Toyota ready for high-altitude WEC challenge
- Toyota GAZOO Racing chasing season’s third WEC victory
- High down-force package on TS050 HYBRID cars for rarefied air in Mexico City
- New team president Murata says coming circuits suit the Toyota
Toyota’s world endurance championship HYBRID team is chasing its third victory of the season in this weekend’s Mexico City round, the first round of the season outside Europe.
Toyota GAZOO Racing has entered two TS050 prototypes with the team’s high-down-force aerodynamic package for this the fourth 6-hour race of the season.
At 2,285m above sea level, the Autodromo Hermanos Rodriguez has much thinner air than most circuits, making it harder to generate down force.
In the #8 TS050 HYBRID, Sébastien Buemi, Anthony Davidson and Kazuki Nakajima are fighting for the drivers’ world championship following victories in Britain and Belgium.
The #7 TS050 HYBRID of Mike Conway, Kamui Kobayashi and José María López has been on pole position three times this season and the crew travels to Mexico targeting a first win of the year.
The 4.304km circuit in Mexico City re-joined the WEC calendar in 2016 after a 25-year absence, with Conway and Kobayashi finishing third for Toyota GAZOO in a remarkable recovery after missing most of practice due to accident damage.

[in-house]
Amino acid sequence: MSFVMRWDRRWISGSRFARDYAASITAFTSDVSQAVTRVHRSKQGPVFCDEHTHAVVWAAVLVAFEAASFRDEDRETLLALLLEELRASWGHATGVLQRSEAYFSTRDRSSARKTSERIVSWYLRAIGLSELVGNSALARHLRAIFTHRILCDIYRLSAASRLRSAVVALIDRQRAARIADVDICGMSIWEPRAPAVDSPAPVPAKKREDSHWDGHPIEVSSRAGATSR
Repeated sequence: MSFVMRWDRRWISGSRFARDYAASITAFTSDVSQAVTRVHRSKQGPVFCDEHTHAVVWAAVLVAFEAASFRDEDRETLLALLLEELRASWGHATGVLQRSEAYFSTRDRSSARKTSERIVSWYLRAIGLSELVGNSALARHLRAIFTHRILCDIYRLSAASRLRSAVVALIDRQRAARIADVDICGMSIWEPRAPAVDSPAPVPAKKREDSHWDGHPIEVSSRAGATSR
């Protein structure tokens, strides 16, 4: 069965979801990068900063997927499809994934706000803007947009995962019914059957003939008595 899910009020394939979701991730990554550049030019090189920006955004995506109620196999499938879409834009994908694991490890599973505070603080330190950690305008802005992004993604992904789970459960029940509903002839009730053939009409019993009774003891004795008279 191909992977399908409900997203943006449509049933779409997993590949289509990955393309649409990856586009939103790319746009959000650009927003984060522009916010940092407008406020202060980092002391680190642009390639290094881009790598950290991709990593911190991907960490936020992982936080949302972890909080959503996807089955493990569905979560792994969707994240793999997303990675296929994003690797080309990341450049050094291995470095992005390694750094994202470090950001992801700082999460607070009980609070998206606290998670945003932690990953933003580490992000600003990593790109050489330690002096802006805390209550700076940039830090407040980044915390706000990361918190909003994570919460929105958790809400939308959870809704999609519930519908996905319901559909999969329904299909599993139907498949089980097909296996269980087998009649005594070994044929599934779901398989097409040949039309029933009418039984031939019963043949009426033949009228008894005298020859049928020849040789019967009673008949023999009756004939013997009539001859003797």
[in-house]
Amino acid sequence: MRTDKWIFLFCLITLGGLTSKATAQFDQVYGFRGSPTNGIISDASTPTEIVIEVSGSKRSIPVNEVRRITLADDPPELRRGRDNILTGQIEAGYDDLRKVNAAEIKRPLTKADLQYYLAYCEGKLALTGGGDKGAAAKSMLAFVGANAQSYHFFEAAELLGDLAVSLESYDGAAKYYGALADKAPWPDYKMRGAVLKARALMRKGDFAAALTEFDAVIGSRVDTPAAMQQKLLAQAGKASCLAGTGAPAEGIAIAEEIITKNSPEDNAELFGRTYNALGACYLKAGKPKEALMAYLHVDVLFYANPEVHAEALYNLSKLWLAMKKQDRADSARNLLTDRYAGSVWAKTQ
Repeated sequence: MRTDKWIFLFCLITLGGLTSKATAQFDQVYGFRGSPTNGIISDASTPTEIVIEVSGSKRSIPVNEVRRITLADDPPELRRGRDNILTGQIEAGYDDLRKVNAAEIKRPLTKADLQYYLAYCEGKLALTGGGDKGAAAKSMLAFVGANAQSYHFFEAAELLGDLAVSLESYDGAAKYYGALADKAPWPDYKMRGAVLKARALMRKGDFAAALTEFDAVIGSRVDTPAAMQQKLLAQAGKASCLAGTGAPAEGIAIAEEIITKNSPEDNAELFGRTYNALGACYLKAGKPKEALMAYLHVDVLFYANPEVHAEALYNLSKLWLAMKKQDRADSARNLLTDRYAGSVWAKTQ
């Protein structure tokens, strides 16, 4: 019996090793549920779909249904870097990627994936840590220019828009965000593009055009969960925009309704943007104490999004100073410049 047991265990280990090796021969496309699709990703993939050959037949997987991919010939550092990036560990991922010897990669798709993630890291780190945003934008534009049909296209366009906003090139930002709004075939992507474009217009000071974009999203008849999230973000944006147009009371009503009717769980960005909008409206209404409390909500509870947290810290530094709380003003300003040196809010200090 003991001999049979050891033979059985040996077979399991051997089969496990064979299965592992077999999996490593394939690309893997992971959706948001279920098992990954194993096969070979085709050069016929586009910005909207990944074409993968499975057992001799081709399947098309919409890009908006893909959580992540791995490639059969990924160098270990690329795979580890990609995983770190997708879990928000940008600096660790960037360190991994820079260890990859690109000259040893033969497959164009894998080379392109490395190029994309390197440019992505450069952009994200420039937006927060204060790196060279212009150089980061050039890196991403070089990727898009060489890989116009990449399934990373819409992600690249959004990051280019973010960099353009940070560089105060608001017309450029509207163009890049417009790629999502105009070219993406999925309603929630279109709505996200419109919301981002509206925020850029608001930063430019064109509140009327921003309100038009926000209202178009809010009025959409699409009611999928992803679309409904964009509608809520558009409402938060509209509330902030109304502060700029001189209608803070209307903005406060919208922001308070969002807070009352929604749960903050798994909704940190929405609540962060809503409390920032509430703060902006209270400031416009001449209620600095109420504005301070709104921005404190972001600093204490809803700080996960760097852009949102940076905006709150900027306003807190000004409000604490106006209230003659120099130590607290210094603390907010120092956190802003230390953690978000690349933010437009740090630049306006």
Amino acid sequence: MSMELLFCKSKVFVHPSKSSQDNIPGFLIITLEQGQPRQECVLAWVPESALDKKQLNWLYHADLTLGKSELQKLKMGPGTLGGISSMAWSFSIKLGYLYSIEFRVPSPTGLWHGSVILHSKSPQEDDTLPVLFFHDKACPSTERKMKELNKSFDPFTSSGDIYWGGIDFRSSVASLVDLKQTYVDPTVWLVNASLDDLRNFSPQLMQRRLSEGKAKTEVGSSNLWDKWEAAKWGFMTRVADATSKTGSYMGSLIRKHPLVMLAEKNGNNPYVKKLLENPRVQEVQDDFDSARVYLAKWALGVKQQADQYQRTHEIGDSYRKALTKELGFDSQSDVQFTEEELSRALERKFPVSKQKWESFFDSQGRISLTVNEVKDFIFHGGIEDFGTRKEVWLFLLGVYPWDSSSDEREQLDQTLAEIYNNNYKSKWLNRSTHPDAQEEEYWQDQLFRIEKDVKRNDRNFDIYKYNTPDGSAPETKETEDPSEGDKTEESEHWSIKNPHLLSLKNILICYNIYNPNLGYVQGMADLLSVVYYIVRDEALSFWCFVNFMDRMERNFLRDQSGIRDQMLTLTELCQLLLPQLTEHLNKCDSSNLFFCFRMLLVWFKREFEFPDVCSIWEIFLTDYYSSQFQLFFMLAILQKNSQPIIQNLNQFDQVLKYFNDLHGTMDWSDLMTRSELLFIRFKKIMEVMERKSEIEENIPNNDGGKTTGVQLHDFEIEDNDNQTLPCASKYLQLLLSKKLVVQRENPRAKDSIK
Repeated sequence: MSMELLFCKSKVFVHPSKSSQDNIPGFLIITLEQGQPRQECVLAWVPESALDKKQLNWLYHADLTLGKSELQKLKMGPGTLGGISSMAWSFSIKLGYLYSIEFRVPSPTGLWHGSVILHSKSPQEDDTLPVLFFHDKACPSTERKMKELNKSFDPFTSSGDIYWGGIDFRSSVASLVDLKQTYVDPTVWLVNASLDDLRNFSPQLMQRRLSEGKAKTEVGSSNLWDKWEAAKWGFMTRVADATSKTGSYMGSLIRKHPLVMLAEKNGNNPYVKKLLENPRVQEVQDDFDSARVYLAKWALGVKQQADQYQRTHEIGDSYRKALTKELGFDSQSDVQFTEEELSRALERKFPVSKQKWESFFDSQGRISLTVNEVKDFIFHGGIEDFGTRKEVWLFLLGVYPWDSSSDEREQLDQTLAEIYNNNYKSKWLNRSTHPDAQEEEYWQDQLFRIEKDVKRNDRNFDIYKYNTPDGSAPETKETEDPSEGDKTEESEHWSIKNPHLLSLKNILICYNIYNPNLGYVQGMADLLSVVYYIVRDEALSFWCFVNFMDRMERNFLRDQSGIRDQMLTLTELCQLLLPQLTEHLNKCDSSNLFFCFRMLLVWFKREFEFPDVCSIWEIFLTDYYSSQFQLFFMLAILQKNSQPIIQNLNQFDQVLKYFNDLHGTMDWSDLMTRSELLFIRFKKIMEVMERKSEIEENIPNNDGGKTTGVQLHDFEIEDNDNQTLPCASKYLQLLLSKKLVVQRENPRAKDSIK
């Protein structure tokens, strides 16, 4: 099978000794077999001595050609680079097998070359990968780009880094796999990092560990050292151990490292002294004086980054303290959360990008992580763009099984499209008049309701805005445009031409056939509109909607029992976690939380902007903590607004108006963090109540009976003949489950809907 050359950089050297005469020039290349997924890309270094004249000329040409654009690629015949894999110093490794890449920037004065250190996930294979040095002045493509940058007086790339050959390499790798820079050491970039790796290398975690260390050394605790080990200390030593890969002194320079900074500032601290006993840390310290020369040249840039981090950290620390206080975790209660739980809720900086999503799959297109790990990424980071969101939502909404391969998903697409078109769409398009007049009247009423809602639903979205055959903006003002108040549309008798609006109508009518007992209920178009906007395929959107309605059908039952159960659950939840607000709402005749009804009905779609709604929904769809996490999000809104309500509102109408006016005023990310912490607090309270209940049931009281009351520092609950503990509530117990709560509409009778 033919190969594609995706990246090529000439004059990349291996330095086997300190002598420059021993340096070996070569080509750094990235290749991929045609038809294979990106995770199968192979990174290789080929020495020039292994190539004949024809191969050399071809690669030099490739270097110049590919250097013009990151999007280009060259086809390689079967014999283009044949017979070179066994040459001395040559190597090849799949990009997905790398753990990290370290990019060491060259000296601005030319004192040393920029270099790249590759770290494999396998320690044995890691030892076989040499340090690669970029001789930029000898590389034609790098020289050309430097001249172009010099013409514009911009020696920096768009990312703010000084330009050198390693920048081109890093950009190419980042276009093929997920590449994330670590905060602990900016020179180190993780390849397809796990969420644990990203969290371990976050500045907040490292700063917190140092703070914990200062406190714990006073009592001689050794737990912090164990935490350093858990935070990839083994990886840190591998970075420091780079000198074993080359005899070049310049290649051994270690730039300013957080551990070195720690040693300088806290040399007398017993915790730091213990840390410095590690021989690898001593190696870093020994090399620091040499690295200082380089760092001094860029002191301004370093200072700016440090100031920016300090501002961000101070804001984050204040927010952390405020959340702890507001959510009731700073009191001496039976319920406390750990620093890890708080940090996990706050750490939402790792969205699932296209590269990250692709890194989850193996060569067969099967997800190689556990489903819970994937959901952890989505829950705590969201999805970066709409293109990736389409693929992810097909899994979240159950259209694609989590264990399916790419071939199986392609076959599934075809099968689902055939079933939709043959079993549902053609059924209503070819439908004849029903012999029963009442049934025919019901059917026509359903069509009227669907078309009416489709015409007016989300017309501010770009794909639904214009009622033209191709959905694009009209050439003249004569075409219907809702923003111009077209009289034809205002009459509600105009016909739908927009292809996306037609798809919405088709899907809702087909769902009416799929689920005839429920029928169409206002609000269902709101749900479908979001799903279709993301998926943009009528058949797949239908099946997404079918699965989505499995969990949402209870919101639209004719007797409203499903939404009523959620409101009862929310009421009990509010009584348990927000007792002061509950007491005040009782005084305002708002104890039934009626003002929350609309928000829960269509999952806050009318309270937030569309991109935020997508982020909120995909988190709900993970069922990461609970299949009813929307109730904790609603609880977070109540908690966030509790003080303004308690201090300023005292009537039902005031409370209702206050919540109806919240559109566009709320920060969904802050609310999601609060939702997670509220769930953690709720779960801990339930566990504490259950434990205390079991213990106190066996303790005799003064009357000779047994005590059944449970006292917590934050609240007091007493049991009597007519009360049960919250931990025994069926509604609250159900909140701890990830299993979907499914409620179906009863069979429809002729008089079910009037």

This year’s Mexico race represents Hisatake Murata’s first as Team President and sees the championship move into the ‘fly away’ phase, with coming rounds in the United States, Japan, China and Bahrain.
Murata said work had continued apace at the Toyota GAZOO facilities in Higashi-Fuji (Japan) and Cologne for Mexico.
“The coming circuits suit our car quite well and we are still fighting for both the driver and manufacturer championships, so we know it is important to score a lot of points in every race,” he said.
The drivers are looking forward to the circuit’s famed stadium section and enthusiastic crowds.
“I really enjoyed racing in Mexico last year. It’s a tight and twisty track which makes it challenging with the traffic and overtaking is difficult, but I like the flow of the corners,” Mike Conway said.
Buemi contrasted the stadium section with the circuit’s long main straight.
“The straight there is really long and it creates good overtaking possibilities while the stadium is also a great part of the circuit; when you enter it and see all the fans sitting in the grandstands it just feels amazing,” he said.